Tom

A note to readers:  Please watch for the next post on or about December 31.  New readers can find a project description, a draft introduction to the coming book, and drafts of several early chapters at the top of the home page.

Freedom and Limitation

While we might think of freedom as the opportunity to do as we please, some say it is the opportunity to do what is right.  But, why not do as we please?  And, who decides what is right?

Freedom is a deep and compelling need felt by everyone.  What is it about us that we feel the longing for freedom at the very core of our being?  Why the emotional intensity of these questions?

The awareness of personal freedom is a felt-need, an essential aspect of human consciousness, and we yearn to act on it.  The perception of freedom is a human capacity that transcends the physical senses.

Animals are tied unalterably to the requirements of nature, environment, and species; but not people.  The horizons of the human mind – perception, introspection, imagination and memory – extend in every direction without apparent limitation.

This is a consciousness that provides us with boundless creative power.  Creativity is intrinsic to our character, and together with free will it defines our humanity.

However, the feeling of freedom comes into immediate conflict with the finite limitations of the world around us, and, indeed, with the finiteness of our own being.

We have been given free will and are yet confronted with a physical universe and constrained by the limits of nature and social necessity.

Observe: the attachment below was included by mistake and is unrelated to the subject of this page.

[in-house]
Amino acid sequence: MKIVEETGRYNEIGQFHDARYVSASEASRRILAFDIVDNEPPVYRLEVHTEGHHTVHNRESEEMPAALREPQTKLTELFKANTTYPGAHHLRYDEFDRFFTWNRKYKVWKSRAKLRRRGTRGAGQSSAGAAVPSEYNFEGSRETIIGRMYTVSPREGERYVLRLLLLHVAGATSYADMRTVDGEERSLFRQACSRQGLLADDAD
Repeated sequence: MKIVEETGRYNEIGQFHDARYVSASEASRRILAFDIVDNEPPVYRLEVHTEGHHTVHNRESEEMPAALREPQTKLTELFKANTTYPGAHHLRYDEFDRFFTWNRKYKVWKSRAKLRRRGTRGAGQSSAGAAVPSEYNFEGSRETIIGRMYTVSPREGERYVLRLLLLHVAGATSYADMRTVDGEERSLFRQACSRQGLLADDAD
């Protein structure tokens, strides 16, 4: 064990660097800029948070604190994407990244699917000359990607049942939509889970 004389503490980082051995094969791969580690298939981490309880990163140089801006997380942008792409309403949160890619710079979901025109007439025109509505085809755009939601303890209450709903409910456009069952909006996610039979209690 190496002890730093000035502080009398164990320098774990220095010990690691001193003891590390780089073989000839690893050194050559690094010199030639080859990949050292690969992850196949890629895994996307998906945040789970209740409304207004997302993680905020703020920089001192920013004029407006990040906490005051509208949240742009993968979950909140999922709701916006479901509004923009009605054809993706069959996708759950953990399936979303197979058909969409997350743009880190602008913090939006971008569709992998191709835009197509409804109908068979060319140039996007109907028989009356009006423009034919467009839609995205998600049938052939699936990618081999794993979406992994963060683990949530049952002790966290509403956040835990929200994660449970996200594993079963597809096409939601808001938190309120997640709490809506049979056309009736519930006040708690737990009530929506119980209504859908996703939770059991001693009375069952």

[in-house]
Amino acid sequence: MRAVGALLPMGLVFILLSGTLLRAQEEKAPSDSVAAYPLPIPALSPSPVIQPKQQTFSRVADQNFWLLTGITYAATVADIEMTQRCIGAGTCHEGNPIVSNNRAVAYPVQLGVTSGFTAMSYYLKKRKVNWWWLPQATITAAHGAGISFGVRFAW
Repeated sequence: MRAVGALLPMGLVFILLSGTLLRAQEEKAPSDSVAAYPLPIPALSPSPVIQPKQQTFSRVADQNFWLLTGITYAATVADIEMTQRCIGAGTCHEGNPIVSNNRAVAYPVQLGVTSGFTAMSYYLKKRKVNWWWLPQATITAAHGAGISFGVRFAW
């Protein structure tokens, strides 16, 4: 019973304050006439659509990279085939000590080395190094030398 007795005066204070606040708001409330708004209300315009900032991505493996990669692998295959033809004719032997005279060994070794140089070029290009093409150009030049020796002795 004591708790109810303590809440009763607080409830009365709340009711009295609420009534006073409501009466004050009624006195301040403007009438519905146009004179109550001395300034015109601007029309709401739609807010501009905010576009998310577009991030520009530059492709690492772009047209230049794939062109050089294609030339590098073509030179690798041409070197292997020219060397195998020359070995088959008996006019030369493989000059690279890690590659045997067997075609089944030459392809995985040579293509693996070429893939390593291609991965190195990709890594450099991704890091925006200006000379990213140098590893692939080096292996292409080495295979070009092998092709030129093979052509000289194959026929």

Free will is all about choice.  Whatever we choose to do, we could just as well choose not to do.  Yet we find free will colliding with the limits and necessities of a finite existence, both physical and social.

Our responses to the challenges of limitation determine the quality and integrity of our lives.  The conflict between our capacity for freedom and the world in which we find ourselves has purpose.

Without choice in the encounter with limitation, there could be no morality and no civilized order.  Without the capacity for freedom there would be no need for personal responsibility or discipline.

Creativity and productivity require self-conscious discipline.  Personal growth and maturity require responsibility, problem-solving, and the tests of hardship.

We understand that the constraints imposed on us by society are mostly necessary, if not always fair, and provide order and predictability in an otherwise chaotic world.  The limits of the natural world impose themselves even more exactly.

Yet, we do not feel fully human if we are prevented from seeking our own way.   Every limitation chafes against our yearning and our dreams.

As human beings, we possess the distinctive ability to step outside ourselves to perceive ourselves and our relationships in context.  So it is that we can recognize and interpret our relationships to family, society, and the physical environment.

Further, we are able to perceive and judge the personal qualities of spirit and character that make us who we are as individuals.

This ability allows us to explore the mysteries and majesties of the human spirit both inwardly and outwardly, such that our personal perspective transcends ourselves and our condition.

When the dimensions of valid action are violated, the errors of pride, self-righteousness and illusory obsessions take control.  And in the end, neither our finite qualities as human beings nor the necessities of the world around us will yield to arrogance or poor judgment.

This fact is a given when we enter the world, and it is a unique distinction of the human condition.  The collision of free will with necessity defines character and integrity – personally, socially, historically.

Our freedom opens worlds of potentiality to us, but without moral responsibility and discipline it will spell trouble.  We must choose: either to accept the reality embedded in the implicate order, or to disrupt the equilibrium and invite disorder.

I submit to you that true justice is determined by an unrelenting order in the world we are given.  It is the necessity embedded in the way things are.

Yes, we can violate the boundaries, but only at our peril.

Tom#define